Tourism

New tourism campaign in the Philippines helps local workers

Skift take

The Philippine Tourism Department’s newest video is the epitome of “creative advertising talk”: performers transform their bodies into birds, mountains, waterfalls and oceans to remind tourists that there are workers behind every travel experience and that they deserve recognition.

Mary Ann Ha

In the face of one of the longest-running problems in tourism — the inability of the tourist to respect the bond between the land and the true community, which often results in the appropriation of both destination and culture — the Philippines Department of Tourism’s latest advert prefers to speak directly about the phenomenon.

“For years, we have covered the country’s stunning beaches and landscapes, its wonderful heritage sites and natural attractions,” the caption to the video on their Facebook page says. always making our destinations more memorable and fun — our travel workers.”

People Make Destination (BINAURAL VERSION) on YouTube

The nearly two-minute advertisement titled “Destination is made by people” takes place entirely in the studio. It acts almost like a feature film, tacitly stating at the start that no airframe footage, flashy photography, special effects, or actors were used to make the video.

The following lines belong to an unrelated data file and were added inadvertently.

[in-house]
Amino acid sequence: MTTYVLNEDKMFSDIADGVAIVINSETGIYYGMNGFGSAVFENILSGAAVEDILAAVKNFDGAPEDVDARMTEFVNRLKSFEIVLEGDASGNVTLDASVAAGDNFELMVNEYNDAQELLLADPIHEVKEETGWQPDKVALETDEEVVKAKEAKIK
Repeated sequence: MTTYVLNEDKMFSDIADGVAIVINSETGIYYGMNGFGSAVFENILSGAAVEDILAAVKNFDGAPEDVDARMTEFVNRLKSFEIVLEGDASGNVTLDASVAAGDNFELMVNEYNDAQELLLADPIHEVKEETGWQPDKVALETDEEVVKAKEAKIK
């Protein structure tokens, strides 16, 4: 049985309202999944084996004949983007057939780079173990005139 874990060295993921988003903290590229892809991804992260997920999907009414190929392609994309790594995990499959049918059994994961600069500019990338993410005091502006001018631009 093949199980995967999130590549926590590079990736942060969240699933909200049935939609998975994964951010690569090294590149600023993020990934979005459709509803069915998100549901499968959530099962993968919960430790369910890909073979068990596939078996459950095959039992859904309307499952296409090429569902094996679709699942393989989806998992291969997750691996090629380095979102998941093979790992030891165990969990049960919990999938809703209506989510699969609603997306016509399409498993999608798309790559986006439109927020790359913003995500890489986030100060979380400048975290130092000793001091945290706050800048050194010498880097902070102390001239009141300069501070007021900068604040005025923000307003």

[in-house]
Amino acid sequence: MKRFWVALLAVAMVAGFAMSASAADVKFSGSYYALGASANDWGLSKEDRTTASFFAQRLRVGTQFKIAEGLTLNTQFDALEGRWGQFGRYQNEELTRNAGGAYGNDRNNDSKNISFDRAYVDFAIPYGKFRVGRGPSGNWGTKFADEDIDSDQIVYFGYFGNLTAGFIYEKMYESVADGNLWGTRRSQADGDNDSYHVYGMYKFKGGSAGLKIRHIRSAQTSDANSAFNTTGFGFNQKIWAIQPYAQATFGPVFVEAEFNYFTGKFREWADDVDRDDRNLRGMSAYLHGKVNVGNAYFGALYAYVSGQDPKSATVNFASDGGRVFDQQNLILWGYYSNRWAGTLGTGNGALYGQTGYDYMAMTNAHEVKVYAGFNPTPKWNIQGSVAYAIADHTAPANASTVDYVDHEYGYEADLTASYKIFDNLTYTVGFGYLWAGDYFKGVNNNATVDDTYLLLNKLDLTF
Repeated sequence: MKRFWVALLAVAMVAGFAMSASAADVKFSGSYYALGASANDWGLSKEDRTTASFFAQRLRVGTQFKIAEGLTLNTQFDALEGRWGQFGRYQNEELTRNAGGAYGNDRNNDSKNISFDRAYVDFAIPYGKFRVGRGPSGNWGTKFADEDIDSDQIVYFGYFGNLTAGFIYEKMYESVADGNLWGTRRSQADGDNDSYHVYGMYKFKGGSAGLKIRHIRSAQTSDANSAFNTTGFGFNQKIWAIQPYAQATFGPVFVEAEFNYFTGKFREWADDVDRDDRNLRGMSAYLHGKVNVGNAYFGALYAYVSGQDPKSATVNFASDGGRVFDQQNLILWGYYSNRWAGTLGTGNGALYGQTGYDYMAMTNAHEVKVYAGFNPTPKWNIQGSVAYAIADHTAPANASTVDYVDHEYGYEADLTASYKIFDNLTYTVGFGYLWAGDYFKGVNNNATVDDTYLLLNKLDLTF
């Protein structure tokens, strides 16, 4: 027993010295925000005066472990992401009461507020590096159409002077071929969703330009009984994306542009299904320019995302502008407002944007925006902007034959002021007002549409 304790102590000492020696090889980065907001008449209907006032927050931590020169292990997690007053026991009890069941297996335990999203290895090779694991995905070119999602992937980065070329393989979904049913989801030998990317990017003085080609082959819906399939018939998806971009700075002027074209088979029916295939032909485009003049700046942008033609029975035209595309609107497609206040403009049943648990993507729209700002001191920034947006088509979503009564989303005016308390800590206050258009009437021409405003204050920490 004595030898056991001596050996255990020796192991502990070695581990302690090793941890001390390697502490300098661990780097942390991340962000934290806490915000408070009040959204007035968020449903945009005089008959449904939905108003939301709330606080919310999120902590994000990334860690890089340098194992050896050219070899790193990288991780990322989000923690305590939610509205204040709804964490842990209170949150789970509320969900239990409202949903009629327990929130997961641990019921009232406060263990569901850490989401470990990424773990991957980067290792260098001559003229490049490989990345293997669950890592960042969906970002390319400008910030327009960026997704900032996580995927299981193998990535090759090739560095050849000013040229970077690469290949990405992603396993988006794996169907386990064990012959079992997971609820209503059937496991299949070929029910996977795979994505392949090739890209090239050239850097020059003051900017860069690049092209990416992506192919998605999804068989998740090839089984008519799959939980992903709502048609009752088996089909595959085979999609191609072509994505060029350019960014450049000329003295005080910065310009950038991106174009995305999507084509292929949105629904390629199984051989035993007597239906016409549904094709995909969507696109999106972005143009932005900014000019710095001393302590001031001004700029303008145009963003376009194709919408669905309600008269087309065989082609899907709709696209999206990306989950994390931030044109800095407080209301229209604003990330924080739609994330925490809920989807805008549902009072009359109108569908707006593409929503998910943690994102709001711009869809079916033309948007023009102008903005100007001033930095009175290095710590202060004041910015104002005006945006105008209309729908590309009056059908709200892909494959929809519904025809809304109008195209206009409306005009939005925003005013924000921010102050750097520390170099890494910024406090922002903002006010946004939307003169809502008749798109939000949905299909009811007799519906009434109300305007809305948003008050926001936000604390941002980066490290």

Instead, energetic and elegant dancers fill the camera frame, using their painted limbs to act out landscapes, animals and famous natural landmarks across the Philippines. These performers are in constant motion throughout the video, twisting and turning their bodies to provide props and scenery that would otherwise be purchased and obtained from a typical travel commercial.

In addition to the visual depiction of major natural sites and outdoor activities, the ad uses audio consisting of raw audio snippets from 23 locations around the country, from “crashing waves in Samara” to the drum sound of top percussionist La Union.

At a time when we see tourism campaign after tourism campaign, hoping to capture the attention of Western tourists with trendy pop songs or upbeat promotional jingles, the Philippine Tourism Department has remained true to what they know the beauty of their country really has to offer, no matter , it may seem less appealing to the partygoer or adrenaline junkie.

Long awaited message

Tourism is about desire, and in order to sell a desired product, it is undeniable that curation must be a factor. However, curated content in travel campaigns, especially when it involves bringing film crews to untouched natural sites or depicting “happy” natives whose homes are paraded as exotic places to pose in front of, can quickly become detrimental to the location. , and for. ..

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